When Nimrata Randhawa, a.k.a. Nikki Haley, won the race for governorship in South Carolina, she wasn’t the first Indian-origin person to become governor of a US state. That was Piyush Amrit Jindal, a.k.a. Bobby Jindal, who became governor of Louisiana in 2007. But after battling allegations of marital infidelity and insufficient Christianity (she, like Jindal, converted to Christianity after moving to the US), her election now seems part of a broader trend — the rise of Indian-origin people in the US’s political setup. Others include California’s attorney general Kamala Harris; state-level Congressmen Prasad Srinivasan and Janak Joshi; and Swati Dandekar, Iowa senator. If Haley can prove her mettle, who knows, we might see non-Christian or as-originally-named Indian-origin people being accepted by US voters based on merit alone.
We don’t know if Mark Zuckerberg stole the concept of Facebook from Narendra, the son of Indian migrant doctors. But he and his friends, Tyler and Cameron Winklevoss, won a $65 million-settlement from Facebook in 2008. Now, they are seeking significantly more damages (estimates suggest between $400 million and $600 million) on the claim that Zuckerberg showed them a lower valuation for Facebook. If Narendra, CEO of SumZero, a social network for stock investors, wins the case, he’ll be the Sabeer Bhatia 2.0 that Indian media has been desperately seeking since Hotmail was sold to Microsoft.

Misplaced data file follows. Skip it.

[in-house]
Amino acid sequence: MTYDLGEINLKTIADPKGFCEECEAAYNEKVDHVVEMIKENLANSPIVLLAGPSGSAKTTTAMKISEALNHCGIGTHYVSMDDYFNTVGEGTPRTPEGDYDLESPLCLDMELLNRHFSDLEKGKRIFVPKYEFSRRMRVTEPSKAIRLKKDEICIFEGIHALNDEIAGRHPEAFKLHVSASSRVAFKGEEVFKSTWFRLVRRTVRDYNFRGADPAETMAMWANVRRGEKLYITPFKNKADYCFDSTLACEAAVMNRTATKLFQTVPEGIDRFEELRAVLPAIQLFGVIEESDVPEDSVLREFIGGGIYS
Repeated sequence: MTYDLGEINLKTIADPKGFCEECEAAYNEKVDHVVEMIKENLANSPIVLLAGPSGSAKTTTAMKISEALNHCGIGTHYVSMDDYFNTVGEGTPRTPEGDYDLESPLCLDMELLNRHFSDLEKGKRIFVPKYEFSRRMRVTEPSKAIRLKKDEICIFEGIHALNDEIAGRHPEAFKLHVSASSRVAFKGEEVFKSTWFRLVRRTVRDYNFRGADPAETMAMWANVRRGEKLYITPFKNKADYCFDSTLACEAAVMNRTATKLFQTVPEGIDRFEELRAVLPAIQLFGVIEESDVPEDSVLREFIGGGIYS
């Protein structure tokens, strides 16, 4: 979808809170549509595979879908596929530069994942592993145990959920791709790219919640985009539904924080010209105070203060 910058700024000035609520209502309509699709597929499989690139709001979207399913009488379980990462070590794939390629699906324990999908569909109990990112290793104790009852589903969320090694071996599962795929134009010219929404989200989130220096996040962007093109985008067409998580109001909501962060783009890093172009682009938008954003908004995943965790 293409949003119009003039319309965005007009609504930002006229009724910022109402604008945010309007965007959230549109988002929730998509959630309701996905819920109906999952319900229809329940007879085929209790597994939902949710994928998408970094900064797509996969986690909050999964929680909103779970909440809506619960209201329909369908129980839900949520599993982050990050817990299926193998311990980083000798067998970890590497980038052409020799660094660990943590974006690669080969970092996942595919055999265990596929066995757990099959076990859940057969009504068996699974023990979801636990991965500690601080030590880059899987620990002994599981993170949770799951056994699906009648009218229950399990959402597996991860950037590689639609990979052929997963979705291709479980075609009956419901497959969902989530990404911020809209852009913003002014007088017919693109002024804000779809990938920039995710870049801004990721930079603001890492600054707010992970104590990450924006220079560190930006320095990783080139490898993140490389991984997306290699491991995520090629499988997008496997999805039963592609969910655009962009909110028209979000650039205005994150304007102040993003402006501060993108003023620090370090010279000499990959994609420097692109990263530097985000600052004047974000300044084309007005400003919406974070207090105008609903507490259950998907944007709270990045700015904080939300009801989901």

In 2008, he shot to fame as the highest paid CEO in the US, earning over $100 million annually. But 2011 could be the year Jha convinces Motorola investors that he was worth it. Jha joined Motorola as co-CEO and proceeded to do an open heart transplant on the ailing company, replacing its tired, one-hit wonder (remember the Razr?) heart with a spanking new Google Android-powered one. Motorola’s Droid smartphones are one of the bestselling Apple iPhone alternatives in the US. Google recently showcased a widely anticipated Android version, Honeycomb, running on a Motorola tablet set for a 2011 release. A lot of people, including us, are going to be watching Motorola Mobility, the name for Jha’s business once it’s spun out in January 2011 from Motorola.
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(This story appears in the 31 December, 2010 issue of Forbes India. To visit our Archives, click here.)